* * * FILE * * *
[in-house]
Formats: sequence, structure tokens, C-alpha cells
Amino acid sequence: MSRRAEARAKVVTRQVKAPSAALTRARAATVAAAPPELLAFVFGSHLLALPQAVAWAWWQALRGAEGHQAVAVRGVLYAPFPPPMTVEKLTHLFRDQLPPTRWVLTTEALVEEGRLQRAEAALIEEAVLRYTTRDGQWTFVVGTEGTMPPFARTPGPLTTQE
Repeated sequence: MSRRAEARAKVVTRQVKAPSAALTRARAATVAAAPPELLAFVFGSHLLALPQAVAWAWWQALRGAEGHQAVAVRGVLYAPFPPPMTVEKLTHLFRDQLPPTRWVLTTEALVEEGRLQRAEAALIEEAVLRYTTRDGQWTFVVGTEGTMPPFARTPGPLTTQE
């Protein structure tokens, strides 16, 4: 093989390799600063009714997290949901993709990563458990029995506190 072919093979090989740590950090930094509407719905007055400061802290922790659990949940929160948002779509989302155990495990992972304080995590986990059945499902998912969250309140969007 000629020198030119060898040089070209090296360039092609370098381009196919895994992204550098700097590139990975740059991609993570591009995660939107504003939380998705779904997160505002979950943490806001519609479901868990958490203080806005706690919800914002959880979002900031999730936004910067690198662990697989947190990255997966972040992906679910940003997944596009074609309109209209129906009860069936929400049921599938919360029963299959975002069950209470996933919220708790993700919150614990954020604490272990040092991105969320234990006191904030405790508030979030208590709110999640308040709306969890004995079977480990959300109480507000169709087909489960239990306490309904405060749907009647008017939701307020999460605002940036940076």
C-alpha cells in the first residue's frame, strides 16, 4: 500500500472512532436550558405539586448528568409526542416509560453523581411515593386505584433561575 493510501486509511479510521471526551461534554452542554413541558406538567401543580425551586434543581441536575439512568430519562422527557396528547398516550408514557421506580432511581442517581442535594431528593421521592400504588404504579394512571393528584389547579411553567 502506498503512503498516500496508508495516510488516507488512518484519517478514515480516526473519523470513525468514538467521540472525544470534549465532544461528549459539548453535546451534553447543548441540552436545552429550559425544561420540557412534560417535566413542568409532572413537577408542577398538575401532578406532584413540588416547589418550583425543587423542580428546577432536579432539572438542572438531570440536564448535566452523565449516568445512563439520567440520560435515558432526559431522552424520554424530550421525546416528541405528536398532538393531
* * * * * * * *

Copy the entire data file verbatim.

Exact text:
[in-house]
Formats: sequence, structure tokens, C-alpha cells
Amino acid sequence: MSRRAEARAKVVTRQVKAPSAALTRARAATVAAAPPELLAFVFGSHLLALPQAVAWAWWQALRGAEGHQAVAVRGVLYAPFPPPMTVEKLTHLFRDQLPPTRWVLTTEALVEEGRLQRAEAALIEEAVLRYTTRDGQWTFVVGTEGTMPPFARTPGPLTTQE
Repeated sequence: MSRRAEARAKVVTRQVKAPSAALTRARAATVAAAPPELLAFVFGSHLLALPQAVAWAWWQALRGAEGHQAVAVRGVLYAPFPPPMTVEKLTHLFRDQLPPTRWVLTTEALVEEGRLQRAEAALIEEAVLRYTTRDGQWTFVVGTEGTMPPFARTPGPLTTQE
């Protein structure tokens, strides 16, 4: 093989390799600063009714997290949901993709990563458990029995506190 072919093979090989740590950090930094509407719905007055400061802290922790659990949940929160948002779509989302155990495990992972304080995590986990059945499902998912969250309140969007 000629020198030119060898040089070209090296360039092609370098381009196919895994992204550098700097590139990975740059991609993570591009995660939107504003939380998705779904997160505002979950943490806001519609479901868990958490203080806005706690919800914002959880979002900031999730936004910067690198662990697989947190990255997966972040992906679910940003997944596009074609309109209209129906009860069936929400049921599938919360029963299959975002069950209470996933919220708790993700919150614990954020604490272990040092991105969320234990006191904030405790508030979030208590709110999640308040709306969890004995079977480990959300109480507000169709087909489960239990306490309904405060749907009647008017939701307020999460605002940036940076």
C-alpha cells in the first residue's frame, strides 16, 4: 500500500472512532436550558405539586448528568409526542416509560453523581411515593386505584433561575 493510501486509511479510521471526551461534554452542554413541558406538567401543580425551586434543581441536575439512568430519562422527557396528547398516550408514557421506580432511581442517581442535594431528593421521592400504588404504579394512571393528584389547579411553567 502506498503512503498516500496508508495516510488516507488512518484519517478514515480516526473519523470513525468514538467521540472525544470534549465532544461528549459539548453535546451534553447543548441540552436545552429550559425544561420540557412534560417535566413542568409532572413537577408542577398538575401532578406532584413540588416547589418550583425543587423542580428546577432536579432539572438542572438531570440536564448535566452523565449516568445512563439520567440520560435515558432526559431522552424520554424530550421525546416528541405528536398532538393531